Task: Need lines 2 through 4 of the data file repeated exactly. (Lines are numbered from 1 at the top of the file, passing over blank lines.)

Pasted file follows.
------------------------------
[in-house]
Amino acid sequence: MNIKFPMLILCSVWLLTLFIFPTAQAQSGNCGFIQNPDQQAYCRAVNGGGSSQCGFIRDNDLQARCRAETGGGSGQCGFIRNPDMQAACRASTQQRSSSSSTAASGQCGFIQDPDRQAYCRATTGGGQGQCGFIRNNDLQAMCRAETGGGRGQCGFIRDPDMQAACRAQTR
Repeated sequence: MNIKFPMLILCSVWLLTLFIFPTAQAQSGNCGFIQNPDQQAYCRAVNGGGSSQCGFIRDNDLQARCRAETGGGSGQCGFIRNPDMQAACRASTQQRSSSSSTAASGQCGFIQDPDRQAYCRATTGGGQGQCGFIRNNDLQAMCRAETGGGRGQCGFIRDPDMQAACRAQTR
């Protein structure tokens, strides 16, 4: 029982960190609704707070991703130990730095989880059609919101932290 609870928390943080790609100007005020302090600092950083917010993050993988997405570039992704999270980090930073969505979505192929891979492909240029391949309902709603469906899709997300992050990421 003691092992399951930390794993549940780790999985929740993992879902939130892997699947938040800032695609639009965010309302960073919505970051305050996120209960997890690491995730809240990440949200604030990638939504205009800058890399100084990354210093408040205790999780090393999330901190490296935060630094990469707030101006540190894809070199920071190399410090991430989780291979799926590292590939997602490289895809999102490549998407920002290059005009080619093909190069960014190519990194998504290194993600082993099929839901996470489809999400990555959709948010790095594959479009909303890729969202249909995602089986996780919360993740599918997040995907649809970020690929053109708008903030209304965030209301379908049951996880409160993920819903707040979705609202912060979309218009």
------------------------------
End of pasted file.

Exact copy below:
Amino acid sequence: MNIKFPMLILCSVWLLTLFIFPTAQAQSGNCGFIQNPDQQAYCRAVNGGGSSQCGFIRDNDLQARCRAETGGGSGQCGFIRNPDMQAACRASTQQRSSSSSTAASGQCGFIQDPDRQAYCRATTGGGQGQCGFIRNNDLQAMCRAETGGGRGQCGFIRDPDMQAACRAQTR
Repeated sequence: MNIKFPMLILCSVWLLTLFIFPTAQAQSGNCGFIQNPDQQAYCRAVNGGGSSQCGFIRDNDLQARCRAETGGGSGQCGFIRNPDMQAACRASTQQRSSSSSTAASGQCGFIQDPDRQAYCRATTGGGQGQCGFIRNNDLQAMCRAETGGGRGQCGFIRDPDMQAACRAQTR
């Protein structure tokens, strides 16, 4: 029982960190609704707070991703130990730095989880059609919101932290 609870928390943080790609100007005020302090600092950083917010993050993988997405570039992704999270980090930073969505979505192929891979492909240029391949309902709603469906899709997300992050990421 003691092992399951930390794993549940780790999985929740993992879902939130892997699947938040800032695609639009965010309302960073919505970051305050996120209960997890690491995730809240990440949200604030990638939504205009800058890399100084990354210093408040205790999780090393999330901190490296935060630094990469707030101006540190894809070199920071190399410090991430989780291979799926590292590939997602490289895809999102490549998407920002290059005009080619093909190069960014190519990194998504290194993600082993099929839901996470489809999400990555959709948010790095594959479009909303890729969202249909995602089986996780919360993740599918997040995907649809970020690929053109708008903030209304965030209301379908049951996880409160993920819903707040979705609202912060979309218009």